posted on Thu 18 Sep 2014 5:37 PM
Ministerial Debate and Draft Presidential Statement on Iraq and the International Response to ISIS

Tomorrow afternoon (19 September), US Secretary of State John Kerry will preside over a ministerial debate on Iraq. The debate is an initiative of the US, Council president for September, to demonstrate support for the new Iraqi government as well as the international effort to counter the Islamic State of Iraq and al-Sham (ISIS). The Secretary-General’s Special Representative for Iraq, Nickolay Mladenov, as well as the new Iraqi Foreign Minister Ibrahim al-Jaafari will brief. In addition to Council members, member states whose interests are affected by the situation in Iraq have been invited to participate under rule 37 of the Council’s provisional rules of procedure. Negotiations on a draft presidential statement took place at deputy permanent representative level this afternoon for possible adoption at tomorrow’s meeting.

Tomorrow’s debate is a culmination of US coalition-building that has resulted in some 40 countries, including 10 Arab countries, agreeing to back the US-led action against ISIS in military, humanitarian and support capacities. At press time, some 19 non-Council member states were expected to participate, largely representing the “coalition countries“ who will likely clarify their contribution to this effort. Of Iraq’s neighbouring states, Iran is expected to participate, but Syria is not.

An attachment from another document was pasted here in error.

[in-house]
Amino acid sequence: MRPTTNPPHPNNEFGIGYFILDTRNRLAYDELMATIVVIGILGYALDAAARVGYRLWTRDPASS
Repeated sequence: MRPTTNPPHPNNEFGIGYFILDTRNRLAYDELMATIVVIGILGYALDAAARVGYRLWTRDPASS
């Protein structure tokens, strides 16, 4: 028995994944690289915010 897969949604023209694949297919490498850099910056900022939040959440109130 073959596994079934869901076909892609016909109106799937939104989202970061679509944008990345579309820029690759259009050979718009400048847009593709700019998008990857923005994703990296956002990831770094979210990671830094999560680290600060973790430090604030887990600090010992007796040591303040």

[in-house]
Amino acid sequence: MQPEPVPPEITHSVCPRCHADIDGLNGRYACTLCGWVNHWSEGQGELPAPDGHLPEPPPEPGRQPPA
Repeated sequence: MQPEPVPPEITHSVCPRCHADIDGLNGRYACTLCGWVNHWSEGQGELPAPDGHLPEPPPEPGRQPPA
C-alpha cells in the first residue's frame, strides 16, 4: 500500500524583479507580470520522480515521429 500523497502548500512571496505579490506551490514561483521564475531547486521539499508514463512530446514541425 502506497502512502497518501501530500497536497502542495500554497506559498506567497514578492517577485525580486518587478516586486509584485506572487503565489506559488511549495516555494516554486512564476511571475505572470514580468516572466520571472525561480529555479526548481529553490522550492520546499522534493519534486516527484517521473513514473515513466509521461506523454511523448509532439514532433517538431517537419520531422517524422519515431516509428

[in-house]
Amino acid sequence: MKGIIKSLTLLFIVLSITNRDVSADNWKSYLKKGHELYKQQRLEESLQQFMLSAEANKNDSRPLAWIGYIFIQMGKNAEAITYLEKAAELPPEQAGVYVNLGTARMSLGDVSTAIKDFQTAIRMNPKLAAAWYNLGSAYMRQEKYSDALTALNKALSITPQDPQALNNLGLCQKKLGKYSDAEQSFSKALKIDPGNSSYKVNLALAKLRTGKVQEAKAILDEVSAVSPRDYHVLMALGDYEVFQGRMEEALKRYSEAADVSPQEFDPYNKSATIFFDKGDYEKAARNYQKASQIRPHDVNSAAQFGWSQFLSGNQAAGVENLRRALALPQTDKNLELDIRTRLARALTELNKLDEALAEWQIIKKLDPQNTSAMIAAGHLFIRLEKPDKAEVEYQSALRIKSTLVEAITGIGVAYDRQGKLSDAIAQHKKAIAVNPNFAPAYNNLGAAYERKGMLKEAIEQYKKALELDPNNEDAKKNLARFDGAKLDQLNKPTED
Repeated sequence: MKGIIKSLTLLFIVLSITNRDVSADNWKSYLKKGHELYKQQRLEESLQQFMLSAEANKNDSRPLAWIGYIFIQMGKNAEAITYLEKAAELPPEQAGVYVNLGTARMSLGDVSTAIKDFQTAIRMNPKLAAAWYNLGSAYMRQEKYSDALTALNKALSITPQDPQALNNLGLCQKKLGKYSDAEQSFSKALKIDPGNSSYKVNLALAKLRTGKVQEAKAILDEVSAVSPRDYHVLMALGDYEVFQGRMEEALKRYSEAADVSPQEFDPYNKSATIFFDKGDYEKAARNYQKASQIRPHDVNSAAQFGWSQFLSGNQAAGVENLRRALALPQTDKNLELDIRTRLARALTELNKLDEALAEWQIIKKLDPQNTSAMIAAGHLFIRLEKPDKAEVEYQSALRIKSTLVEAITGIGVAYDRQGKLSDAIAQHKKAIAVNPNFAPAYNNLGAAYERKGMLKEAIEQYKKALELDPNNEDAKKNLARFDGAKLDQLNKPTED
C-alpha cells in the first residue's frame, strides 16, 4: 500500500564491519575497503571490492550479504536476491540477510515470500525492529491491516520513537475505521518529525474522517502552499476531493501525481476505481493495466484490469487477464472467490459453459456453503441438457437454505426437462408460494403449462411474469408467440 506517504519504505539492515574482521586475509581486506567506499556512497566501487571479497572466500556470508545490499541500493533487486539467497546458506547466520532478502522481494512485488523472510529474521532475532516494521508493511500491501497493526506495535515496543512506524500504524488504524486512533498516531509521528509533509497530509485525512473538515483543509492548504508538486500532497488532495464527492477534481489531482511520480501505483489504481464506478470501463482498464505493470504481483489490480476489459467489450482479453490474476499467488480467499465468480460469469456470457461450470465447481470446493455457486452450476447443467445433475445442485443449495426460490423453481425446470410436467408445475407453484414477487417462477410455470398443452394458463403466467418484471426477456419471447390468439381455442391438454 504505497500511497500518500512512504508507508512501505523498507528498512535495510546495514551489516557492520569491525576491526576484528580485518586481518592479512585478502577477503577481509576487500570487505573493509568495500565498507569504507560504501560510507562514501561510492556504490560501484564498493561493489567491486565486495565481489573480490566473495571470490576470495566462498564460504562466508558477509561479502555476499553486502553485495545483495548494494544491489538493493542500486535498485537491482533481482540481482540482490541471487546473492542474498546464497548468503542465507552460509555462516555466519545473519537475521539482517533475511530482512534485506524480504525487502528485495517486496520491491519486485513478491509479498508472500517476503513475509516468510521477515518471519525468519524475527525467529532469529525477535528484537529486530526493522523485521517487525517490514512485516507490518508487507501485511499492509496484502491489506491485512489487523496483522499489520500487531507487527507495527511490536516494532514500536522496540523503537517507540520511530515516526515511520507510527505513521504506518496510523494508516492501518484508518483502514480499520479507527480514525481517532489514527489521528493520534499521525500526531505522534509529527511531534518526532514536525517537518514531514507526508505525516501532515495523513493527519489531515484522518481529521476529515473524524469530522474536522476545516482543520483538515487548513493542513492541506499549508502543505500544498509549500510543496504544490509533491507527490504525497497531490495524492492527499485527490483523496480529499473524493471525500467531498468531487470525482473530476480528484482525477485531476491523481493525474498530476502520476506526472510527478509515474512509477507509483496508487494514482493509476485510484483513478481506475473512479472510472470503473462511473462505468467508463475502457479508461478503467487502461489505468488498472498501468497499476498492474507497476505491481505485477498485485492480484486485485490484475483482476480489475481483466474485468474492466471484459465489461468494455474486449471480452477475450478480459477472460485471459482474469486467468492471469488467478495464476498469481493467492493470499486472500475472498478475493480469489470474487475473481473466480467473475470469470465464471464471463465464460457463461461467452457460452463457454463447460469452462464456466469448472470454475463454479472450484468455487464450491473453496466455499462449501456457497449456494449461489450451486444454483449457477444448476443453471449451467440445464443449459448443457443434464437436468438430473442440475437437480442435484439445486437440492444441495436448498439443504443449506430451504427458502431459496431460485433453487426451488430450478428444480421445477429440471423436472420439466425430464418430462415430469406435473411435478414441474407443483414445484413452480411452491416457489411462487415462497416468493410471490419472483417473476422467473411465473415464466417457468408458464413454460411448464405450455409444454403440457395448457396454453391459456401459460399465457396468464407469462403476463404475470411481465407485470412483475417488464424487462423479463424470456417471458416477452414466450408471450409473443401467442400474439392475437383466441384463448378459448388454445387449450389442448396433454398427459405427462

A draft presidential statement was already envisaged when the US sent out the initial invitation for the ministerial debate on 12 September. By 17 September the US had yet to circulate a draft and most Council members were under the impression that the US was not going to pursue an outcome, though the reasons why remained unclear. However, the US circulated a draft today (18 September) welcoming the new Iraqi government and condemning attacks by terrorist organisations, including ISIS. The draft presidential statement also urges international support for Iraq’s fight against ISIS, notes that some of the terrorist group’s violations may constitute war crimes and crimes against humanity and stresses accountability.

While there is a degree of acceptance that a substantive outcome is requisite for such a high-level event, some Council members expressed concern that they were given very little time to negotiate the text, which is a pattern Council members are familiar with in Iraq-related Council outcomes. However, it appears that today’s negotiations were short and no major issues were raised.